Arts triumphing in spite of scholarship incentives for sciences
A country needs its physical sciences in her quest for development. But in Nigeria, science and its derivatives of technology and engineering seem far-fetched concepts.
This is in spite of the patronage science enjoys through incentives such as scholarships and other encouragements. And so while Science, Technology, Engineering, and Mathematics (STEM) are being actively promoted, orphaned disciplines in the arts or humanities march on regardless with visible outputs that shame the scientific and engineering communities.
From both government and big corporations like Nigerian National Petroleum Corporation (NNPC), Chevron, Shell, Niger Delta Development Commission (NDDC) and numerous others, there is a plethora of scholarships, which those studying sciences can easily access.
These are in bids to fast-track the country into rapid industrial development.
However, no such opportunities exist for the arts. But in spite of these incentives, Nigeria’s science still lags behind its artistic counterpart in terms of output. Nigeria as yet cannot manufacture a pin, but the arts have produced a Nobel and many other prizes.
In fact, it is so bad that a lot of those who studied science and engineering ironically end up abandoning their first calling and opt for the allure of the arts instead.
The question then is, why haven’t the incentives for sciences yielded comparative results as the arts that is often looked down upon? What is wrong with Nigeria’s science that it has kept under-performing and for which Nigeria has remained poor and under-developed and perhaps even undevelopable?
It is development historian and economist, Dr. JImanze Ego-Alowes, who rightly surmises in his latest book, The University-Media Complex: Nigeria’s Foremost Amusement Chain that while Nigerians are good at consuming the knowledge others have produced, they lack first class brains to contribute to and innovate existing knowledge. This singular reason, he argues, is responsible for the country’s under-development.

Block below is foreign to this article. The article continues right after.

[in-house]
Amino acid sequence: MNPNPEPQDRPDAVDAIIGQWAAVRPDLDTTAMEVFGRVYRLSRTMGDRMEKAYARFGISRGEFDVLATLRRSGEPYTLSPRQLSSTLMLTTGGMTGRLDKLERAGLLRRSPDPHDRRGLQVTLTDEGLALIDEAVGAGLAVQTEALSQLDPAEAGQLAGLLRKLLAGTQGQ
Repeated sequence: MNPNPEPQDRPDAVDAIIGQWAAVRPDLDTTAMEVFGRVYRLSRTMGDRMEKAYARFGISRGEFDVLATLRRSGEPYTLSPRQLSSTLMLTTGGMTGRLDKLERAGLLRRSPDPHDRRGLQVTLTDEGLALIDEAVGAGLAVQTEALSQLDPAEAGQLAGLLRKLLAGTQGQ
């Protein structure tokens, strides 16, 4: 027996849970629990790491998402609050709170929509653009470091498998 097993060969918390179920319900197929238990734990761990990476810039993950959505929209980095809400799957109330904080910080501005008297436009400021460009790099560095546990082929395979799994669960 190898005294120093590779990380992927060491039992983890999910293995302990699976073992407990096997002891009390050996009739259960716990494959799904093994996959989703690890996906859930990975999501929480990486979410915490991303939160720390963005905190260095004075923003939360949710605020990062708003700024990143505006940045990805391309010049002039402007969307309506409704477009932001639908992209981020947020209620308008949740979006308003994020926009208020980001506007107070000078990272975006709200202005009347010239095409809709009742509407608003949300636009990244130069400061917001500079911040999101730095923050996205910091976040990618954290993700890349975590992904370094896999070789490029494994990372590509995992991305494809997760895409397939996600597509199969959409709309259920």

According to him, “Therefore, in excelling only in school, we miss it all. We miss the education to be prophets and contributors, not consumers. Education is not a banquet. Education is production; it is harvesting new yams of knowledge and not in eating barn-held ones. Therefore, having a million PhDs or Harvard and Oxford first class degrees come to and will come to nothing save our orientation moves from banqueting to the producing of knowledge.”
The Guardian spoke with three experts, who shed light on the yawning gap in output between Nigeria’s scientists and artists.
Two of them are scientists who, in their old age, turned to the arts and writing and have made notable contributions in the literary landscape, while a third is a retired professor and innovative, prize-winning engineer, whose ingenuous invention is still lying fallow and unused.
Electrical engineer, Omo Solomon Uwaifo, worked with the defunct Electric Company of Nigeria (ECN), which transmuted into National Electric Power Authority (NEPA) that would later become Power Holding Company of Nigeria (PHCN) before being privatised. Uwaifo studied at Yaba Technical Institute in the 1970s before it was converted to Yaba College of Technology, a development Uwaifo regards as calamitous and which he primarily blames for Nigeria’s unending technical education woes and why the country may never fully become industrialised. Uwaifo has since become a poet and novelist for which he won a prize with his novel, Fattening House.
According to Uwaifo, many Nigerians have no science background as much as they do with folklore and so the propensity to do well in the sciences or technical field is limited, as against excelling in folk narratives and its derivatives that rightly inform artistic propensity.
“Most Nigerians have no technical background, but I do have a technical background,” he submitted. “I grew up in Igu Street (the famous bronze-carving street a few metres from the Oba’s Palace), Benin City, Edo State.
In primary school, we went from tailoring to carpentry to weaving baskets. I then went to Yaba Technical Institute, now Yaba College of Technology (YABATECH).
“There, five of my colleagues made a piston engine they mounted on a bicycle in 1973. I didn’t think Nigeria would not be able to produce a car within 10 years. Now we can’t even make a pin!”
Yaba Technical Institute changed, according to Uwaifo, and with it Nigeria’s chances of attaining excellence in technical and industrial sphere changed for the worse, as the technical laboratories and workshops were abandoned.
“We managed to change the theatres (workshops at Yaba Technical Institute) intended to produce industries to black-hole philosophies,” Uwaifo lamented.
“We have no technical background. But wherever you come from you have folklores being told to you in the evening. For art students, there is a background he could stand on. Get a Nigerian to measure anything and he can’t measure it accurately. Federal Government destroyed Yaba Technical Institute and replaced it with Yaba College of Technology for no reason. The two could have existed side by side.